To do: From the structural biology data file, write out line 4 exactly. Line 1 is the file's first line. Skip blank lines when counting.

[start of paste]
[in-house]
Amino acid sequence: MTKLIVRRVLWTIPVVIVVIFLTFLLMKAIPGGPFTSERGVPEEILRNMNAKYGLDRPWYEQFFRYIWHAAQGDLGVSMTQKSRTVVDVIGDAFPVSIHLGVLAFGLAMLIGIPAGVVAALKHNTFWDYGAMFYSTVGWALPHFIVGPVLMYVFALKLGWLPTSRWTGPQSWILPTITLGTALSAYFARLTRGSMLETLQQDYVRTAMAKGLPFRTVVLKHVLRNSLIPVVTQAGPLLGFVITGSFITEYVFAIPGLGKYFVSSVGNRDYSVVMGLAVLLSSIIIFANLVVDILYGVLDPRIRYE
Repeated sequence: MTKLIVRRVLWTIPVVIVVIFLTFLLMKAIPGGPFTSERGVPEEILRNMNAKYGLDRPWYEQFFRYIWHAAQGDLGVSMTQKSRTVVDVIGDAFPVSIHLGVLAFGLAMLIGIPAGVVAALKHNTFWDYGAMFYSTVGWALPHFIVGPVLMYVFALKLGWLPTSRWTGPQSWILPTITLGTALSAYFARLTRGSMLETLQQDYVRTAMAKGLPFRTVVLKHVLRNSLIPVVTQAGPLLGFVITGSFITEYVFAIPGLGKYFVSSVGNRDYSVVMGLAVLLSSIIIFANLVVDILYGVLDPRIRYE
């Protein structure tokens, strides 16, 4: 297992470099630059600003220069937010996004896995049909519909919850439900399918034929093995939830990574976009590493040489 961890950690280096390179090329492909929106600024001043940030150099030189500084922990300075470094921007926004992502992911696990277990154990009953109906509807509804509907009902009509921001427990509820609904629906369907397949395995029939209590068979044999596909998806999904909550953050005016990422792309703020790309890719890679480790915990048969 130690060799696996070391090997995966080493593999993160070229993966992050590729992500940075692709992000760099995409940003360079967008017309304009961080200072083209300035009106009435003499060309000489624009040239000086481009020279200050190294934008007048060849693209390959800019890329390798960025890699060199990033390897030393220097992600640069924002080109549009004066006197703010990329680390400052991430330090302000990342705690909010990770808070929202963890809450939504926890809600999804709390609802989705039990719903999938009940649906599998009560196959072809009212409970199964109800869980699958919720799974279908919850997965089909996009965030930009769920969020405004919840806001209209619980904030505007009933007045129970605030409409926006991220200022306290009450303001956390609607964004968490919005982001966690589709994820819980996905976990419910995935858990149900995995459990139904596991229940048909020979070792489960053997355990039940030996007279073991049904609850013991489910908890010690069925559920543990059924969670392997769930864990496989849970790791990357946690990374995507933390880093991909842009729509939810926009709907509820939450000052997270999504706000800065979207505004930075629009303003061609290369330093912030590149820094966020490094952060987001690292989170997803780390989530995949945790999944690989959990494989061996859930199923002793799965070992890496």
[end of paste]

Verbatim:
């Protein structure tokens, strides 16, 4: 297992470099630059600003220069937010996004896995049909519909919850439900399918034929093995939830990574976009590493040489 961890950690280096390179090329492909929106600024001043940030150099030189500084922990300075470094921007926004992502992911696990277990154990009953109906509807509804509907009902009509921001427990509820609904629906369907397949395995029939209590068979044999596909998806999904909550953050005016990422792309703020790309890719890679480790915990048969 130690060799696996070391090997995966080493593999993160070229993966992050590729992500940075692709992000760099995409940003360079967008017309304009961080200072083209300035009106009435003499060309000489624009040239000086481009020279200050190294934008007048060849693209390959800019890329390798960025890699060199990033390897030393220097992600640069924002080109549009004066006197703010990329680390400052991430330090302000990342705690909010990770808070929202963890809450939504926890809600999804709390609802989705039990719903999938009940649906599998009560196959072809009212409970199964109800869980699958919720799974279908919850997965089909996009965030930009769920969020405004919840806001209209619980904030505007009933007045129970605030409409926006991220200022306290009450303001956390609607964004968490919005982001966690589709994820819980996905976990419910995935858990149900995995459990139904596991229940048909020979070792489960053997355990039940030996007279073991049904609850013991489910908890010690069925559920543990059924969670392997769930864990496989849970790791990357946690990374995507933390880093991909842009729509939810926009709907509820939450000052997270999504706000800065979207505004930075629009303003061609290369330093912030590149820094966020490094952060987001690292989170997803780390989530995949945790999944690989959990494989061996859930199923002793799965070992890496």